You have reached the Cape May Birding Hotline, a service of New Jersey Audubon Society's Cape May Bird Observatory. Highlights for the week ending May 12 include sightings of LECONTE'S SPARROW, SEDGE WREN, LINCOLN'S SPARROW, SWAINSON'S WARBLER, HUDSONIAN GODWIT, MARBLED GODWIT, BLACK-NECKED STILT, RED-NECKED GREBE, STILT SANDPIPER, REEVE at Brigantine and RUFOUS-NECKED STINT in Delaware; tips of other lingering birds and advice for the World Series of Birding participants.
On May 14 at one minute after midnight 51 teams from all over the US, Canada, and Britain will begin this year's World Series of Birding competition. This 24-hour birdathon will raise money for NJ Audubon Society's conservation work in New Jersey, as well as for numerous other conservation groups participating in this event. A few brief announcements to official WSB teams: 1) Brigantine (Forsythe) National Wildlife Refuge has a $3 entrance fee. 2) Lyme disease is a problem in NJ; check yourself for ticks. 3) Be sure to read the new rules sent to each team captain. For instance, using recorded bird call tapes is not permitted, even during scouting. 4) Night-lighting or using artificial light to spotlight nesting birds at night is not permitted. Good luck to all teams; now on with the birding hotline.
A LECONTE'S SPARROW was found at Higbee Beach on May 8, in the third field up from the parking lot. It was reported again on May 9, but has not been reported since. With the LECONTE'S SPARROW in that field on both May 8 and 9 were a SEDGE WREN & a LINCOLN'S SPARROW. The SWAINSON'S WARBLER that has taken up residence across from the new parking lot at Higbee Beach was reported as recently as May 11. HUDSONIAN GODWITS were reported from 2 locations this week: on May 7, one was seen on Nummy Island; and on May 10, one was seen briefly in the South Cape May meadows.
A MARBLED GODWIT is still present along Ocean Drive behind the Two Mile Inn. Apparently it has been seen from land from vantage points along Ocean Drive. Another MARBLED GODWIT was reported from Reed's Beach on May 10. It was seen across Bidwell's Creek from the jetty. Two RED-NECKED GREBES were seen at the toll bridge on Ocean Drive as recently as May 10. A check of the area today did not produce a sighting but they may still be in the area.
The BLACK-NECKED STILT reported from Macnamara State Wildlife Management Area on May 7 has not been reported since. A STILT SANDPIPER was seen along Ocean Drive on May 10. A REEVE was seen at Brigantine on May 8. A RUFOUS- NECKED STINT is present in Delaware at Woodland Beach near Bombay Hook.
Belleplain State Park is again good for southern breeders, like SUMMER TANAGER, PROTHONOTARY WARBLER, HOODED WARBLER, WORM-EATING WARBLER, & YELLOW-THROATED WARBLER, ACADIAN FLYCATCHER, RED-HEADED WOODPECKER, & LOUISIANA WATERTHRUSH. Good roads to explore are Pine Swamp Road, Sunset Road, New Bridge Road, and Cedar Bridge Road.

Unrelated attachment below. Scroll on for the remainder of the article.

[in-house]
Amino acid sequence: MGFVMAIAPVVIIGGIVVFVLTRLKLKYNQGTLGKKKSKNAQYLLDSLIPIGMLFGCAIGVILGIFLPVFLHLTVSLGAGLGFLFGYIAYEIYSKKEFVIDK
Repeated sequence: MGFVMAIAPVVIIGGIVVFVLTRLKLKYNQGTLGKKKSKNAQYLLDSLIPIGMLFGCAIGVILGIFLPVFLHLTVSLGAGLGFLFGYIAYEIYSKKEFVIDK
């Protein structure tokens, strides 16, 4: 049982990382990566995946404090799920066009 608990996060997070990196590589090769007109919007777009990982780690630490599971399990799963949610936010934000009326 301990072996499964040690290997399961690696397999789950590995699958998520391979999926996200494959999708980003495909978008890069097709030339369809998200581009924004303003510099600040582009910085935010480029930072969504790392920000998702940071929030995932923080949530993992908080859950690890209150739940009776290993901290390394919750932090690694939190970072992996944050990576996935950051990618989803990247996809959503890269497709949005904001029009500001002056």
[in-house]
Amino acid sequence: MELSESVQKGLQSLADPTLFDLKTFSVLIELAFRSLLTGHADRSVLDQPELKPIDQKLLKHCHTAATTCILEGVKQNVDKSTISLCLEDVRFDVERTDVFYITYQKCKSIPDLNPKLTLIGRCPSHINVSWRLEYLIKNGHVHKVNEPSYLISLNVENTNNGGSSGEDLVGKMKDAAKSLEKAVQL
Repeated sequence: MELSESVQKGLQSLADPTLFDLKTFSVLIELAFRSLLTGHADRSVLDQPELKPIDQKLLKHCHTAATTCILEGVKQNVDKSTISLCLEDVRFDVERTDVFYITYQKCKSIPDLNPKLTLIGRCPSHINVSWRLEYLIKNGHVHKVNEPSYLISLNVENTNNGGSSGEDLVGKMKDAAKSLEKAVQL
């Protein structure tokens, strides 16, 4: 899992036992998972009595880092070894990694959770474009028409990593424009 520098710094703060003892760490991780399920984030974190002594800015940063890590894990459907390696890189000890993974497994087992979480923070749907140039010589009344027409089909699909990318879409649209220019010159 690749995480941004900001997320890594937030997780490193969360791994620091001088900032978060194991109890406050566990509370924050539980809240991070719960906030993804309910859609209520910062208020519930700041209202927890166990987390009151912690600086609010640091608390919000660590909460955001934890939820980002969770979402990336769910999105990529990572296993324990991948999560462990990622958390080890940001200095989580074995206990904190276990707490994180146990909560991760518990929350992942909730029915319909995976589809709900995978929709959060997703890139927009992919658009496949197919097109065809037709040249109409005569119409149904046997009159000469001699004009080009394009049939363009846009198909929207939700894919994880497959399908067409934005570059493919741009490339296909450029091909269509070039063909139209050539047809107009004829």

Other general bird notes helpful to WSB teams include: A PIED-BILLED GREBE is being seen regularly on Lily Lake along with a countable Snow Goose. There is an uncountable resident Snow Goose on the lake as well, so be careful. RED-BREASTED MERGANSER had been seen regularly on Bunker Pond, but has not been seen in the last few days. RED-THROATED LOONS have become very scarce. One was seen off the State Park on May 11, while another was near the toll bridge along Ocean Drive on May 10. A female SURF SCOTER has also been reported from the toll bridge this week.
GREAT CORMORANTS have been seen with some consistency at the Concrete Ship but are not always present. NORTHERN GANNET, mainly immatures, have been seen in ones and twos off the point on most days this week. The Stone Harbor Bird Sanctuary has been mainly abandoned by the herons and egrets; the birds have scattered to other nearby sites, for instance, Stone Harbor Point now holds a good population of birds. BLUE-WINGED TEAL are being seen regularly at the South Cape May Meadows, along with up to 5 GADWALL. The beach at South Cape May also has at least 2 pairs of PIPING PLOVER. A female BUFFLEHEAD has been present in the Cape May Harbor, although no recent reports have been received.
KENTUCKY WARBLERS are along Rt. 618 in Cape May County, at the guard rail. KILLDEER, HORNED LARK, & MEADOWLARK are all likely at the Cape May County Airport, which is south-west of Rio Grande and can be reached via Breakwater Road. The commuter flight parking lot is a good vantage point. Higbee Beach has a number of nesting YELLOW-BREASTED CHAT, BLUE GROSBEAK, INDIGO BUNTING, and WHITE-EYED VIREOS, and migrants are likely if the predicted cold front comes through.
Some final words of advice to World Series of Birding participants. Don't over extend yourself. We want to keep up our record of happy endings to this event. Keep your speed limit within safe and tolerant specs and please don't behave in a manner that reflects negatively on this event or birding in general. Please don't give birding a bad name. And finally, good luck; see you at the finish line.